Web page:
• This was my first experience with SMD soldering, but I thought it was fun and easy. As others have said, there are no extra parts so be careful not to loose any of the teeny tiny resistors. I had forgotten that the Atmega328 doesn’t come pre-programmed with the Simon firmware, but I managed to set up my Arduino as an ISP programmer with AVRdude. I’ve also noticed that there doesn’t appear to be any debouncing, but as long as you press the buttons quickly it’s not a problem.

  • I’m REALLY disappointed that this kit does not come with extra parts. Every other SMD kit I have built has always come with extra parts for when you sneeze and lose a resistor or two. Without out the extra parts, it makes the build way more nerve racking and not enjoyable at all.
    Besides that, it’s a fun kit and good refresher. The firmware for it seems to either have no de-bouncing or poor de-bouncing. A few games were cut short by it reading two presses when there was only one.

  • My kit came with a 1k pullup resistor, not the 10k resistor mentioned in the hardcopy instructions (and a component that doesn’t exist on the version of the circuit board in the pdf document). I realize the kit is often used in hands-on classes where there’s an instructor to answer the questions, but maybe a “things we’ve updated” doc would help?
    I also managed to mangle the 22uH conductor, and had one of the 0.1 uF capacitors disappear on my worktable after slipping off the circuit board during assembly, I’ll mail customer service to see if I can get the part numbers to replace them.

    • Just noticed the 1K resistor IS in fact in the PDF, so that is up-to-date as the current board revision, it’s just the hardcopy with the 10k. That’s expected, especially when you’re including nice glossy color inserts, need to use up the old ones before you print/include new ones.

  • The code I have from this page (as of 7/23/2010) doesn?t match the board. I?ve been working on changing the code, and I?ve the LEDs working, but I can?t seem to get the buttons working. Is there a newer version of the code?

    • Can you be more specific about what’s going wrong? I might have run into the same issue as you have. In my case, when I first compiled/loaded the firmware, the atmega238 would reset every 1/3 second; so, it didn’t initially seem like the buttons would work.

  • Version that shipped from an order on Jan 14th came with an ATMega328 like the preassembled SMT ones do. Nice bonus.
    However, the firmware’s makefile still has it set to ATMega168. This is FINE, you can build the hex for 168 and upload to a 328 without any issues. BUT, if you’re planning to hack this and make use of the 328’s beefier specs (extra 16K of program space, 1K of RAM(which is really the point), prepare to do some work as the existing code doesn’t simply drop-in after rebuilding for the bigger device.

  • Where can I find replacements for some of the SMDs in this project? In particular the 22uH inductor. I had an accident with it and need a replacement. Thanks!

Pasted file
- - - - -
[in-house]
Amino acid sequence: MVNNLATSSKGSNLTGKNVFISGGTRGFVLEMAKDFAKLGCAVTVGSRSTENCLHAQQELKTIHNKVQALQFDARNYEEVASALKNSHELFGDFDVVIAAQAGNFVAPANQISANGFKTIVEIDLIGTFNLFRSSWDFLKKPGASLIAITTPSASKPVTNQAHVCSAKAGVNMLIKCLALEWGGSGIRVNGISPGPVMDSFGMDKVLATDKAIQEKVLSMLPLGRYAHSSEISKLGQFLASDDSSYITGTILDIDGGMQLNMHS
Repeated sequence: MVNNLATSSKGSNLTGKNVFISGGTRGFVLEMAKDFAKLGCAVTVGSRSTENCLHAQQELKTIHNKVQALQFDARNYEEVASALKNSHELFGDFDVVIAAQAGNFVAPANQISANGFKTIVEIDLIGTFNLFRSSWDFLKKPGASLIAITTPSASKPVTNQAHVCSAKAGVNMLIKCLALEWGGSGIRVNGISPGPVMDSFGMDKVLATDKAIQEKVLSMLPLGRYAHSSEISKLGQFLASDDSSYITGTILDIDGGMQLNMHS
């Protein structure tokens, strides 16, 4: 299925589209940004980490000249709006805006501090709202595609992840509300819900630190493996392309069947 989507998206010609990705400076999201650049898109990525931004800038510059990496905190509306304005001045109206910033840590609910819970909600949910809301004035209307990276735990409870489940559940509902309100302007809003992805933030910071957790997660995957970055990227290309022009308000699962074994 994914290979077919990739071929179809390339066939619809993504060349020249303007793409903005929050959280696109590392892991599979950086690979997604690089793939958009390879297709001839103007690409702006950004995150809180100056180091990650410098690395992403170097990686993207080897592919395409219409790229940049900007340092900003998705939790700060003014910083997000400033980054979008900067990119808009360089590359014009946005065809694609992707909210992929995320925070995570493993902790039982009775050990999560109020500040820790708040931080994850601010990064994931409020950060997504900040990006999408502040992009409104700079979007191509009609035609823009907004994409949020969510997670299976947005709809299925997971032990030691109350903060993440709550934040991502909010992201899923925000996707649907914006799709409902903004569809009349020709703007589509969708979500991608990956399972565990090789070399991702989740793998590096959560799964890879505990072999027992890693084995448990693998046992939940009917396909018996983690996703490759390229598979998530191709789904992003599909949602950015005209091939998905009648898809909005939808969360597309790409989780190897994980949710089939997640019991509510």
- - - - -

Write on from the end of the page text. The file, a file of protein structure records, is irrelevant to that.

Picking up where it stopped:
• Send our tech support an email; techsupport(at)sparkfun(dot)com and they will set you up with the correct part number.

  • ok.. Here is what i found: The layout of the board changed. The video tutorial one is a really outdated one and the one the instructions followed was still different. There is no mention for the 10k resistor which goes next to the TX. The pin headers you have to come up with yourself, i had some to spare. The programming was actually really easy, I have an STK500 I have no clue how to use yet.. yet i managed.. im so happy about that. Nice project.. im SMDfied!

  • This is a great kit for practicing SMT soldering. I was fortunate enough to be able to assemble one of these at this year’s Maker Faire. This is the first time I’ve ever soldered something with this many SMT components, and all went well.
    Much thanks goes to SparkFun for hosting the classes at the Faire and graciously donating the boards (proceeds went to charity!) Thanks also to the infinitely patient SparkFun staff for their soldering knowledge and moral support!

  • Hi Sparkfun, I put this kit together during your SMD workshop at the Maker Faire and wanted to say a big thank you for setting that up. Great workshop, and a great way to get your brand known at the maker faire; I’ll certainly be looking to buy parts from you in the future.
    One question on the board though, what kind of programmer works with this board? I’ve taken a look through your catalog and have come away confused. It wasn’t obvious which ones would fit the 6 pin ‘ISP’ connector on this board. Any chance you can update the product description with a link to suitable programmers? Thanks!

    • neilp, you should be able to use any standard AVR programmer that supports the ATmega168, e.g:
      AVR Development Tools
      You might need a 10-pin to 6-pin adapter, e.g. one of these two items:
      AVR Programming Adapter
      AVR - ICSP Adapter
      I was able to reprogram it using an AVR Dragon board, using avrdude. However, using the default avrdude settings gives me a “Yikes! invalid device signature” error. I found that adding ‘-B 20’ to the avrdude command line allowed it to program correctly.
      One note, the board I have from Maker Faire is dated 6-25-08, and the source code example here doesn’t work on this board without changes, as the LED outputs are on different pins. This page has an example that seems to work for the 6-25-08 board:
      Lecture 7 - SMD Soldering

  • Since the updated 0E version of the board doesn’t match the older ‘SMD soldering lecture’ a bit of warning would have been nice with the link to this kit from the lecture. Especially some notice about 2x3 ISP (with no header in the kit) versus the 2x5 of the 2E version.

  • The 0E version comes with the Atmega168 but the firmware available is for the ATmega8. Can you release an update or give some tips on what to do to update the firmware? I’m ready to test my soldering skillz!